From threads to strings of pearls
Endosymbiosis caused ancient bacteria to gradually evolve into mitochondria, the organelles that are responsible for energy production in today’s complex cells. In human cells, mitochondria form a dynamic, threadlike network. “The threads respond to negative pressure and transform into something like a string of pearls, from which individual mitochondria subsequently pinch off,” says Christoph Gäbelein, lead author of the paper.
Using cylindrical nanosyringes that were specially developed for this study, the researchers pierced the cell membrane and sucked up the spherical mitochondria. They then pierced the membrane of a different cell and pumped the mitochondria back out of the nanosyringe into the recipient cell.
The position of the nanosyringe is controlled by laser light from a converted atomic force microscope. A pressure regulator adjusts the flow, allowing scientists to transfer incredibly small volumes of fluid in the femtolitre range (millionths of a millionth of a millilitre) during organelle transplants. “Both the donor and acceptor cells survive this minimally invasive procedure,” Gäbelein says.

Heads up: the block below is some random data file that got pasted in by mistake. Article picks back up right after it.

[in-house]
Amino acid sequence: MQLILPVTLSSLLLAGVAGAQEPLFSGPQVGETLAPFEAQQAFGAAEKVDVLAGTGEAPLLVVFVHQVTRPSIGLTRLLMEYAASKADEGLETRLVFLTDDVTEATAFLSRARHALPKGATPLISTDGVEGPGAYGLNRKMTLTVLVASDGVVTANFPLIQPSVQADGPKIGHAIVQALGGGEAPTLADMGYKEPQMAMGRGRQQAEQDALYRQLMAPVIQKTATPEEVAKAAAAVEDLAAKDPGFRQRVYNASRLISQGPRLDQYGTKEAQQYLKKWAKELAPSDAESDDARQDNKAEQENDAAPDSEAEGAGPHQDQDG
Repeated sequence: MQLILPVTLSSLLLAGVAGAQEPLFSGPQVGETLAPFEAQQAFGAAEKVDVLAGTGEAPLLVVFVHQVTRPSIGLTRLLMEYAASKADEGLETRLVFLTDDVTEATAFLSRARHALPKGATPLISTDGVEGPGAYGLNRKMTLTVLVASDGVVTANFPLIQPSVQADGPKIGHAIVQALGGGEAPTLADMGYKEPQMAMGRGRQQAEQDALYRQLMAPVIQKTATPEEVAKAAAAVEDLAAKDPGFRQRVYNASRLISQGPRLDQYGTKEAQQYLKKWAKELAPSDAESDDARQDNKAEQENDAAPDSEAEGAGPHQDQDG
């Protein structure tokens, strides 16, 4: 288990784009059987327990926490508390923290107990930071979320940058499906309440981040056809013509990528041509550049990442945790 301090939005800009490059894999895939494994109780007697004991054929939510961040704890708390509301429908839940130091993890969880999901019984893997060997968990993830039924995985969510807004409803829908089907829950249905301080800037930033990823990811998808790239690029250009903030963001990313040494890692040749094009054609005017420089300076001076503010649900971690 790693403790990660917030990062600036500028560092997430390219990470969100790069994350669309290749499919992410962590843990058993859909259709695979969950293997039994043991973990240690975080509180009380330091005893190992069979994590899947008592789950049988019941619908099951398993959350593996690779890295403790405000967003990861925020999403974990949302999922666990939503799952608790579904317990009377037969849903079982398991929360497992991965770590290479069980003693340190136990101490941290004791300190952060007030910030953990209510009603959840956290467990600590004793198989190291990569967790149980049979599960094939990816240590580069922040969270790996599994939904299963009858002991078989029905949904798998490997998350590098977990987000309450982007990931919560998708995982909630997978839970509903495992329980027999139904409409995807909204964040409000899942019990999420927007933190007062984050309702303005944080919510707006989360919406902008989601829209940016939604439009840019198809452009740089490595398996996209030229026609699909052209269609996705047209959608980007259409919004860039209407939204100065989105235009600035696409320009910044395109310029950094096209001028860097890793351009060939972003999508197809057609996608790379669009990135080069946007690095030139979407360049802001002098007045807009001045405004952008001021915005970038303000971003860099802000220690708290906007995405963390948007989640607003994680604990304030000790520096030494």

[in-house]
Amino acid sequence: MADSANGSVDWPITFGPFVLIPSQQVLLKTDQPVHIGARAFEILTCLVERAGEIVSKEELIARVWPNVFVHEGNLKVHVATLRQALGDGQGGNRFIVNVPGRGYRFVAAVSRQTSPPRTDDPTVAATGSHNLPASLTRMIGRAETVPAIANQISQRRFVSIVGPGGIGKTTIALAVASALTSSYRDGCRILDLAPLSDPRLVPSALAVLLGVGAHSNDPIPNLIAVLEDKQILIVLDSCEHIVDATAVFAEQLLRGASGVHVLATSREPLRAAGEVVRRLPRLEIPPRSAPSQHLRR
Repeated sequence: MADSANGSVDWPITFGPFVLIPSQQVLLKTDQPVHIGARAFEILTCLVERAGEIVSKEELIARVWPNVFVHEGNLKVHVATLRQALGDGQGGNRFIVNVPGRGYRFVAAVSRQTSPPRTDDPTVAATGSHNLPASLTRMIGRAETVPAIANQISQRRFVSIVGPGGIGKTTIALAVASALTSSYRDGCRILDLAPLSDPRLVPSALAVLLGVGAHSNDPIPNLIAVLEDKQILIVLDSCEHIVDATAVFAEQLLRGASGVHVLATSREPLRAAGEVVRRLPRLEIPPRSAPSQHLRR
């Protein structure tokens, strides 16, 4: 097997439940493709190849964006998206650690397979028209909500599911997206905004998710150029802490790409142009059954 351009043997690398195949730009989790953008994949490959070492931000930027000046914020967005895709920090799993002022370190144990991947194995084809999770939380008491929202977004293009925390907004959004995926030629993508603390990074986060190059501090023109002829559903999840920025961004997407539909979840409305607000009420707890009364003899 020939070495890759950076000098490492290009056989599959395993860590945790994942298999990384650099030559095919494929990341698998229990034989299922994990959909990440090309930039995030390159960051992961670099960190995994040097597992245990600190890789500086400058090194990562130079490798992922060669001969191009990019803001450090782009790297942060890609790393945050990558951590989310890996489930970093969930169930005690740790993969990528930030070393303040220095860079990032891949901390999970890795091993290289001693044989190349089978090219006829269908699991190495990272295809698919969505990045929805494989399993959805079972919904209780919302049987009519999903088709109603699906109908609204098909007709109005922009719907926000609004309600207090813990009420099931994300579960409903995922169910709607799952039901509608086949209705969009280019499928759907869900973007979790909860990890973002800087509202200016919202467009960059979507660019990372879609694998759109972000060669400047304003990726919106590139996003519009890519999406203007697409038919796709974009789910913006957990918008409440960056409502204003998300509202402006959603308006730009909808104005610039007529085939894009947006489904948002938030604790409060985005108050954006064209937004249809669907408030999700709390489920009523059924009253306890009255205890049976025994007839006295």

The transplanted mitochondria also have a high survival rate – more than 80 percent. In most cells, the injected mitochondria begin to fuse with the filamentous network of the new cell 20 minutes after transplantation. “The host cell accepts them,” Vorholt says. This holds true in most cases, though in a few cells they fall victim to the host cell’s quality control system and are degraded.
In their paper, the researchers write that “the technique presented in this paper will facilitate applications in various areas of research in the future”. It is conceivable that it could be used to rejuvenate stem cells, which exhibit a decline in metabolic activity as they age. But Vorholt’s team is currently pursuing other plans: “We want to understand the processes that control how different cell compartments cooperate – and we hope to unravel how endosymbioses develop over evolutionary time,” Vorholt says.